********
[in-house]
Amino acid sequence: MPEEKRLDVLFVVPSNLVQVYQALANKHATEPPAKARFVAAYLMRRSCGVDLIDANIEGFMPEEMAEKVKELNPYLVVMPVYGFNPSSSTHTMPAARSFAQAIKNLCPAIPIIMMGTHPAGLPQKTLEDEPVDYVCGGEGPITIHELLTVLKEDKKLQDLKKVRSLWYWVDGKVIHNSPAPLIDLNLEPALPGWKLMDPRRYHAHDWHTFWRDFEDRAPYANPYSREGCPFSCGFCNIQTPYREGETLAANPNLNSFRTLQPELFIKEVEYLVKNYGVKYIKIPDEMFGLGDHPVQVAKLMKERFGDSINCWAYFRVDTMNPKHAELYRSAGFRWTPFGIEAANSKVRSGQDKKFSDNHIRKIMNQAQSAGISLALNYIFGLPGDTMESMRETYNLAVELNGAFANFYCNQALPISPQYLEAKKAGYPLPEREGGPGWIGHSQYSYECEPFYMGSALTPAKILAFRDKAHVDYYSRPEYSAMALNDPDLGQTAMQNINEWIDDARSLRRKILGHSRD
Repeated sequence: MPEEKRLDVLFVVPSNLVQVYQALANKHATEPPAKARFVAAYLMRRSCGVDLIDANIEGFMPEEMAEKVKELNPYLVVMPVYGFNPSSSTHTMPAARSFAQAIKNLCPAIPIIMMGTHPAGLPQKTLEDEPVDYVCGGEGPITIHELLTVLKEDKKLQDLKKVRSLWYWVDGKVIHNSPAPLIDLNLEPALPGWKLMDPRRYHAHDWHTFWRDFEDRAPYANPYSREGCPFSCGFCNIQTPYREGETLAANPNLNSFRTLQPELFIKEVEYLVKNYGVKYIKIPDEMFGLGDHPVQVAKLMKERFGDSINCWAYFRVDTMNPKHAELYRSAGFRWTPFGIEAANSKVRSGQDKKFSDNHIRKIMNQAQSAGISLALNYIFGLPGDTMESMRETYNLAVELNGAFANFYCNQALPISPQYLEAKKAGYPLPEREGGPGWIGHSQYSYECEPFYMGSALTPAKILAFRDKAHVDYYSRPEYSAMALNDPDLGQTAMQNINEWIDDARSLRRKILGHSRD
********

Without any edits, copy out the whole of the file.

[in-house]
Amino acid sequence: MPEEKRLDVLFVVPSNLVQVYQALANKHATEPPAKARFVAAYLMRRSCGVDLIDANIEGFMPEEMAEKVKELNPYLVVMPVYGFNPSSSTHTMPAARSFAQAIKNLCPAIPIIMMGTHPAGLPQKTLEDEPVDYVCGGEGPITIHELLTVLKEDKKLQDLKKVRSLWYWVDGKVIHNSPAPLIDLNLEPALPGWKLMDPRRYHAHDWHTFWRDFEDRAPYANPYSREGCPFSCGFCNIQTPYREGETLAANPNLNSFRTLQPELFIKEVEYLVKNYGVKYIKIPDEMFGLGDHPVQVAKLMKERFGDSINCWAYFRVDTMNPKHAELYRSAGFRWTPFGIEAANSKVRSGQDKKFSDNHIRKIMNQAQSAGISLALNYIFGLPGDTMESMRETYNLAVELNGAFANFYCNQALPISPQYLEAKKAGYPLPEREGGPGWIGHSQYSYECEPFYMGSALTPAKILAFRDKAHVDYYSRPEYSAMALNDPDLGQTAMQNINEWIDDARSLRRKILGHSRD
Repeated sequence: MPEEKRLDVLFVVPSNLVQVYQALANKHATEPPAKARFVAAYLMRRSCGVDLIDANIEGFMPEEMAEKVKELNPYLVVMPVYGFNPSSSTHTMPAARSFAQAIKNLCPAIPIIMMGTHPAGLPQKTLEDEPVDYVCGGEGPITIHELLTVLKEDKKLQDLKKVRSLWYWVDGKVIHNSPAPLIDLNLEPALPGWKLMDPRRYHAHDWHTFWRDFEDRAPYANPYSREGCPFSCGFCNIQTPYREGETLAANPNLNSFRTLQPELFIKEVEYLVKNYGVKYIKIPDEMFGLGDHPVQVAKLMKERFGDSINCWAYFRVDTMNPKHAELYRSAGFRWTPFGIEAANSKVRSGQDKKFSDNHIRKIMNQAQSAGISLALNYIFGLPGDTMESMRETYNLAVELNGAFANFYCNQALPISPQYLEAKKAGYPLPEREGGPGWIGHSQYSYECEPFYMGSALTPAKILAFRDKAHVDYYSRPEYSAMALNDPDLGQTAMQNINEWIDDARSLRRKILGHSRD